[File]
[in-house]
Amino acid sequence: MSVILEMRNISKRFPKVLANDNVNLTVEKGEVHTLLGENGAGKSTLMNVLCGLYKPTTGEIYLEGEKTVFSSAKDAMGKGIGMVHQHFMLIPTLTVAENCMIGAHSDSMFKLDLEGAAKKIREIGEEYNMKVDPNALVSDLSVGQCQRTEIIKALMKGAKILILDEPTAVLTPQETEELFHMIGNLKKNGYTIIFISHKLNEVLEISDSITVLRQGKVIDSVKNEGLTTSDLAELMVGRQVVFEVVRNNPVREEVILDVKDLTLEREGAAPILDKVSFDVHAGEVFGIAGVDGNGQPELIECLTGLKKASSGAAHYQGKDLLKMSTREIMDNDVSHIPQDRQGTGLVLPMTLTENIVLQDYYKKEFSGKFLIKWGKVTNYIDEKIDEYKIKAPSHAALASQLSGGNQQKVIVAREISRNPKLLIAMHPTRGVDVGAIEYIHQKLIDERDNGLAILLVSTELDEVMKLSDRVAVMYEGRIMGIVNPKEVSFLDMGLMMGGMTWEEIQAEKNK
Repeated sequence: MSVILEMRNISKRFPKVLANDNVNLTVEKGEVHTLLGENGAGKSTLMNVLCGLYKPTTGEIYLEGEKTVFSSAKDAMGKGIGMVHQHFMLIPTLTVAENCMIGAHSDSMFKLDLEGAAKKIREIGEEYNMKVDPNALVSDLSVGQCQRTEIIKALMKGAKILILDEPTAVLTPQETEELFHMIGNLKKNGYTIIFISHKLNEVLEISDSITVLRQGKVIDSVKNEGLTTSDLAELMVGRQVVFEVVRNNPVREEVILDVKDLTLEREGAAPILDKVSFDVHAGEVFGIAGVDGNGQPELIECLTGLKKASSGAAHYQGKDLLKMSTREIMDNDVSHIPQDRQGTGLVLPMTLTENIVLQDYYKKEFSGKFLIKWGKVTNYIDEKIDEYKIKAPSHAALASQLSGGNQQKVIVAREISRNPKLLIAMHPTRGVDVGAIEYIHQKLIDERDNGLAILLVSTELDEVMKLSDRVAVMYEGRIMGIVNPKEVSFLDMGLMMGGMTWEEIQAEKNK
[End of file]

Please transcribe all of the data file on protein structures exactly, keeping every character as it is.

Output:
[in-house]
Amino acid sequence: MSVILEMRNISKRFPKVLANDNVNLTVEKGEVHTLLGENGAGKSTLMNVLCGLYKPTTGEIYLEGEKTVFSSAKDAMGKGIGMVHQHFMLIPTLTVAENCMIGAHSDSMFKLDLEGAAKKIREIGEEYNMKVDPNALVSDLSVGQCQRTEIIKALMKGAKILILDEPTAVLTPQETEELFHMIGNLKKNGYTIIFISHKLNEVLEISDSITVLRQGKVIDSVKNEGLTTSDLAELMVGRQVVFEVVRNNPVREEVILDVKDLTLEREGAAPILDKVSFDVHAGEVFGIAGVDGNGQPELIECLTGLKKASSGAAHYQGKDLLKMSTREIMDNDVSHIPQDRQGTGLVLPMTLTENIVLQDYYKKEFSGKFLIKWGKVTNYIDEKIDEYKIKAPSHAALASQLSGGNQQKVIVAREISRNPKLLIAMHPTRGVDVGAIEYIHQKLIDERDNGLAILLVSTELDEVMKLSDRVAVMYEGRIMGIVNPKEVSFLDMGLMMGGMTWEEIQAEKNK
Repeated sequence: MSVILEMRNISKRFPKVLANDNVNLTVEKGEVHTLLGENGAGKSTLMNVLCGLYKPTTGEIYLEGEKTVFSSAKDAMGKGIGMVHQHFMLIPTLTVAENCMIGAHSDSMFKLDLEGAAKKIREIGEEYNMKVDPNALVSDLSVGQCQRTEIIKALMKGAKILILDEPTAVLTPQETEELFHMIGNLKKNGYTIIFISHKLNEVLEISDSITVLRQGKVIDSVKNEGLTTSDLAELMVGRQVVFEVVRNNPVREEVILDVKDLTLEREGAAPILDKVSFDVHAGEVFGIAGVDGNGQPELIECLTGLKKASSGAAHYQGKDLLKMSTREIMDNDVSHIPQDRQGTGLVLPMTLTENIVLQDYYKKEFSGKFLIKWGKVTNYIDEKIDEYKIKAPSHAALASQLSGGNQQKVIVAREISRNPKLLIAMHPTRGVDVGAIEYIHQKLIDERDNGLAILLVSTELDEVMKLSDRVAVMYEGRIMGIVNPKEVSFLDMGLMMGGMTWEEIQAEKNK